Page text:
The default logging behavior for the berglas CLI is "text" (it can be changed with the --log-format flag). The default logging behavior for the berglas library is structured JSON which integrates well with Cloud Logging (it can be changed to any valid formatter and you can even inject your own logger).

Examples

Examples are available in the examples/ folder.

Library Usage

Berglas is also a Go library that can be imported in Go projects:

import (
	_ "github.com/GoogleCloudPlatform/berglas/pkg/auto"
)

When imported, the berglas package will:

  1. Download and decrypt any secrets that match the Berglas environment variable reference syntax in the environment.

  2. Replace the value for the environment variable with the decrypted secret.

You can also opt out of auto-parsing and call the library yourself instead:

import (
	"context"
	"log"
	"os"

	"github.com/GoogleCloudPlatform/berglas/pkg/berglas"
)

func main() {
	ctx := context.Background()

	// This higher-level API parses the secret reference at the specified
	// environment variable, downloads and decrypts the secret, and replaces the
	// contents of the given environment variable with the secret result.
	if err := berglas.Replace(ctx, "MY_SECRET"); err != nil {
		log.Fatal(err)
	}

	// This lower-level API parses the secret reference, downloads and decrypts
	// the secret, and returns the result. This is useful if you need to mutate
	// the result.
	if v := os.Getenv("MY_SECRET"); v != "" {
		plaintext, err := berglas.Resolve(ctx, v)
		if err != nil {
			log.Fatal(err)
		}
		os.Unsetenv("MY_SECRET")
		os.Setenv("MY_OTHER_SECRET", string(plaintext))
	}
}

For more examples and documentation, please see the godoc.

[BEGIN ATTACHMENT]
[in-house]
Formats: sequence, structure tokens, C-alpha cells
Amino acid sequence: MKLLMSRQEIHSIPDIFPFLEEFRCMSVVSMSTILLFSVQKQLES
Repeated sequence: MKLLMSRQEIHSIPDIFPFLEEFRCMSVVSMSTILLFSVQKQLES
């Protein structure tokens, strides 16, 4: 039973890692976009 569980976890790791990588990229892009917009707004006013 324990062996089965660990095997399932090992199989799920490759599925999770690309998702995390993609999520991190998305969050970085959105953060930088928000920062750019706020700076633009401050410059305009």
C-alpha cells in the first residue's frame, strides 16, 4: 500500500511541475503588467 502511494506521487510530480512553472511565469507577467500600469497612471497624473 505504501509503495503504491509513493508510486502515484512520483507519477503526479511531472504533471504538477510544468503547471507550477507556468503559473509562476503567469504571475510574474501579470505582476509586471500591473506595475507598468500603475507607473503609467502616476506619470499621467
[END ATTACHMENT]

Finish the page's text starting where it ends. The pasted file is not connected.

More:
Authentication

By default, Berglas uses Google Cloud Default Application Credentials. If you have gcloud installed locally, ensure you have application default credentials:

gcloud auth application-default login

On GCP services (like Cloud Build, Compute, etc), it will use the service account attached to the resource.

To use a specific service account, set the GOOGLE_APPLICATION_CREDENTIALS environment variable to the filepath to the JSON file where your credentials reside on disk:

export GOOGLE_APPLICATION_CREDENTIALS=/path/to/my/credentials.json

To learn more, please see the Google Cloud Service Account documentation.

Authorization

To control who or what has access to a secret, use berglas grant and berglas revoke commands. These methods use Cloud IAM internally. Any service account or entity using Berglas will need to authorize using the cloud-platform scope.

Secret Manager Storage

Creating a secret requires roles/secretmanager.admin on Secret Manager in the project.

Accessing a secret requires roles/secretmanager.secretAccessor on the secret in Secret Manager.

Deleting a secret requires roles/secretmanager.admin on Secret Manager in the project.

Cloud Storage Storage

Creating a secret requires roles/storage.objectCreator on the Cloud Storage bucket and roles/cloudkms.cryptoKeyEncrypter on the Cloud KMS key.

Accessing a secret requires roles/storage.objectViewer on the Cloud Storage bucket and roles/cloudkms.cryptoKeyDecrypter on the Cloud KMS key.

Deleting a secret requires roles/storage.objectAdmin on the Cloud Storage bucket.

Implementation

Secret Manager Storage

This section describes the Secret Manager implementation. This knowledge is not required to use Berglas, but it is included for security-conscious/curious users who want to learn about how Berglas works internally to build a threat model.